Inside the Collection

History Week 2012 Threads – Sevres plate depicting textile dyeing process

‘Impression sur etoffes. Teinture’ Plate with painted textile workshop scene
Collection: Powerhouse Museum. Object number 93/277/1.

Here’s a rare treat for History Week: a richly illustrated and gilded porcelain plate that links the threads we wear with history, science, and the processes used in the textile and ceramic industries. The plate was made in the French town of Sevres in 1830 and depicts textile dyeing in another French town, Jouy-en-Josas. The use of colour in these industries depended on both craft knowledge and scientific understanding, and it was achieved through cooperation between factory workers and chemists.

The plate is part of the one-off ‘Service des arts industriels’, which depicts scenes from a range of industries. The whole service, which included 108 plates (plus eleven that were probably kept at Sevres) and several other pieces, took 15 years to complete, from 1820 and 1835. In 1836 it was given by Louis Philippe, the last King of France, to Klemens von Metternich, foreign minister of the Austrian Empire and powerful supporter of European autocracy in the face of the growing movement towards democracy.

Detail of painted textile workshop scene
Collection: Powerhouse Museum. Detail of object number 93/277/1.

Artist Jean-Charles Develly visited factories and sketched scenes from life. He later transferred each sketch to an elaborately gilded and fired porcelain plate (or other item) by rubbing charcoal over the back of the paper and tracing the image. Develly then painted the scene, and the plate was fired again before the artist added the finishing touches. There were two more firings: after the retouch and after a gilder had added a final gold circle immediately around the image. (Reference: Ennes, P., ‘Four plates from the Sevres “Service des Arts Industriels” (1820-1835)’, J. Museum of Fine Arts, Boston, vol2, 1990, pp89-106.)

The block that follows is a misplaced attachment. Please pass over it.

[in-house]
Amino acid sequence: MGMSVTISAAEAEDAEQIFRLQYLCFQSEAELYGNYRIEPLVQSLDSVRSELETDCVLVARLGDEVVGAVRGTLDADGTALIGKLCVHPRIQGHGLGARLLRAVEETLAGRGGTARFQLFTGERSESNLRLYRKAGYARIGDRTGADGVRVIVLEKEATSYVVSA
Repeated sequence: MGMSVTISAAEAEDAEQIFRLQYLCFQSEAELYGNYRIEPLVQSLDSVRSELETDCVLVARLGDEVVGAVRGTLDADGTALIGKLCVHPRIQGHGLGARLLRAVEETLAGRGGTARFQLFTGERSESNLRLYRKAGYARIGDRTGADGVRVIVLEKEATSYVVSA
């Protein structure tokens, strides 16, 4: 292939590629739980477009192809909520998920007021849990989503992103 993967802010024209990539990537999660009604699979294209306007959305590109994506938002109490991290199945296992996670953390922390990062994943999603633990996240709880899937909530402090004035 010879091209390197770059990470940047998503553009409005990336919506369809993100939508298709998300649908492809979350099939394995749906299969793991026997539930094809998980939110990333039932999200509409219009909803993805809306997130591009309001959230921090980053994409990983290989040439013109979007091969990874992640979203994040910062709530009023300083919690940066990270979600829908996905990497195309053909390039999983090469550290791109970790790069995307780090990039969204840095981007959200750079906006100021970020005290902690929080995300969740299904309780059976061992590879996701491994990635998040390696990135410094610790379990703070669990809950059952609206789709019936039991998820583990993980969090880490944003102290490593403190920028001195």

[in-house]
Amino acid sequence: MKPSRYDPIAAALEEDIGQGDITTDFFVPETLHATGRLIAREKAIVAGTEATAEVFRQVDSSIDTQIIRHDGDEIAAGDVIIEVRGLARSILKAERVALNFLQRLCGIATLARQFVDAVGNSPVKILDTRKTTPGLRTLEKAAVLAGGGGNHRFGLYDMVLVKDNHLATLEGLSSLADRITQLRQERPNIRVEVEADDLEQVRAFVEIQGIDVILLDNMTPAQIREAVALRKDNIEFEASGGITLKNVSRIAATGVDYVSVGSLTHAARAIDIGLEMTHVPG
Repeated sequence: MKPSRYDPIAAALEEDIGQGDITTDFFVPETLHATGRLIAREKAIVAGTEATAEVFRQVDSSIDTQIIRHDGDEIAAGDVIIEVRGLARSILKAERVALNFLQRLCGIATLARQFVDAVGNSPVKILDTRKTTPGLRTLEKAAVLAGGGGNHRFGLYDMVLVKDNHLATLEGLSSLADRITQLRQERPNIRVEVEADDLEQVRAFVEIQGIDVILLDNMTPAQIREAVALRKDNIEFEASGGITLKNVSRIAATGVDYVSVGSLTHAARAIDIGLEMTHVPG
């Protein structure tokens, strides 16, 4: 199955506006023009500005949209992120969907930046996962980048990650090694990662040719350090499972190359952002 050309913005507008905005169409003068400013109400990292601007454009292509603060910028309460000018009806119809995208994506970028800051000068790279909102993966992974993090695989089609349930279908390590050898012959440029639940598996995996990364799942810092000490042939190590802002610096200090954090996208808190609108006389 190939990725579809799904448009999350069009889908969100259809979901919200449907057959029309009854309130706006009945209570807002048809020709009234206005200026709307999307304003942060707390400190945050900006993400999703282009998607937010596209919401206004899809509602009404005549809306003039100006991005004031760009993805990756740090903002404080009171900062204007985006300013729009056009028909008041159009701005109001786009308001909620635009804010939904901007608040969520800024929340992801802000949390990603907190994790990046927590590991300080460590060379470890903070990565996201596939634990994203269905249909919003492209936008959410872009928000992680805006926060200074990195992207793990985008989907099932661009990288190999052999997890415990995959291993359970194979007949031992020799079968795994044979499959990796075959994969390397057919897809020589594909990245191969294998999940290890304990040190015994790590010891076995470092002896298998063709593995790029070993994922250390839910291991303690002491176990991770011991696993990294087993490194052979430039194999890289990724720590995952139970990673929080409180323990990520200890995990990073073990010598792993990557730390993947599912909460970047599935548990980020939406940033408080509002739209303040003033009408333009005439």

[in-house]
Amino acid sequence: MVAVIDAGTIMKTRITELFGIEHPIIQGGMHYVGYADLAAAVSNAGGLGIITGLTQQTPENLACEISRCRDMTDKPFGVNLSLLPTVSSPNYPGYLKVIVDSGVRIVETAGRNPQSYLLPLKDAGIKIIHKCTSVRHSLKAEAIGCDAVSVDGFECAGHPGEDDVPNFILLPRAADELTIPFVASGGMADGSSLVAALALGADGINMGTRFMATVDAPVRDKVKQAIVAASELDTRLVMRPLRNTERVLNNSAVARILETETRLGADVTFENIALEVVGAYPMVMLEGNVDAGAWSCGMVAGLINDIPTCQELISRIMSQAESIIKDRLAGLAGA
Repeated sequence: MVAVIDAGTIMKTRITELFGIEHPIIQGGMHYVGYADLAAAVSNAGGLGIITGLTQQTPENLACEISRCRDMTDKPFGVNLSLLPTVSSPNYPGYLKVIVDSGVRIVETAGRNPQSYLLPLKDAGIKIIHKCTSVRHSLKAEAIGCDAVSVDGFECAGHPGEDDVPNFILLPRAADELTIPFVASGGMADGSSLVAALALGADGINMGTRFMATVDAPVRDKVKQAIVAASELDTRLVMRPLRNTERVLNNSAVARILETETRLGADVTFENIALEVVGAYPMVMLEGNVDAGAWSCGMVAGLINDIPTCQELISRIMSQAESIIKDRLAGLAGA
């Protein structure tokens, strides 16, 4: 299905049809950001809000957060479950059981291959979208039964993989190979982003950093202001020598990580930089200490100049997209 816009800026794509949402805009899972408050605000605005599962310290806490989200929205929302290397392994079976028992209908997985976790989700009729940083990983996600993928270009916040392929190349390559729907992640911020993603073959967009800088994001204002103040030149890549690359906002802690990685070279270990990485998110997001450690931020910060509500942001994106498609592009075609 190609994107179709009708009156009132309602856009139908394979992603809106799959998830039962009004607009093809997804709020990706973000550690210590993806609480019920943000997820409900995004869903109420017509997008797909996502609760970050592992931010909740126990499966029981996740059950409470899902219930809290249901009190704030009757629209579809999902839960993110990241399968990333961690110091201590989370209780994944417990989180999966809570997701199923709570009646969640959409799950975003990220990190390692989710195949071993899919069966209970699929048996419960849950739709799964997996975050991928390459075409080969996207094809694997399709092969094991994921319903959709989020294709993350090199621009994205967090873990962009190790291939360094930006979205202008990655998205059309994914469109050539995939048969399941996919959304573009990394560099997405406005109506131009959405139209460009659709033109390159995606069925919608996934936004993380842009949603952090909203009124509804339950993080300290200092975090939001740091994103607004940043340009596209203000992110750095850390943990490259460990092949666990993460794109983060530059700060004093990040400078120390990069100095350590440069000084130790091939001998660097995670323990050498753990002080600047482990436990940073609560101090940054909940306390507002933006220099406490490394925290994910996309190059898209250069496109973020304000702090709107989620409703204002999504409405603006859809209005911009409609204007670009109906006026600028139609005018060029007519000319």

This painting shows eleven men at work, all in active stances: lifting, carrying, turning or stirring. Nobody is resting, and nobody appears to be supervising; these are workers getting on with the job of dyeing thread and fabric. The most prominent dyes are madder (red) and indigo (blue), which are both extracted from plants. To recreate the scene on ceramic, the pigments used were metal oxides.

Fitting eleven workers into the scene probably involved artistic licence rather than strict representation, but the painting gives a good idea of the operations in one part of the factory. The view through the doorway appears to include a barge on a waterway, with three men on board busy delivering or taking away material, and behind them are picturesque trees and a clear sky. This choice of scene by the artist firmly situates the factory in rural France, in an ideal position adjacent to a river.

There is another side to this rural-industrial idyll. The Jouy factory was built on the Bievre River because its water was known to assist the dyeing process, due to its load of human urine and animal waste. Other textile factories, and tanneries, were also located there. Eventually the river became so polluted with effluent from those factories that it was channelled underground, converted to a sewer and unable to support any industry.

That story was repeated wherever dye-works were established. Today a great deal of effort is being directed at remediating land and water contaminated by many of the operations essential to the textile industry. While we like to surround ourselves with beautiful, colourful things, we should all be aware of the downside. Every light-hearted purchase of clothes we will hardly wear, every piece of fabric or worn garment we throw in a bin rather than recycle, is an unnecessary burden on our natural environment, which is already under great stress.

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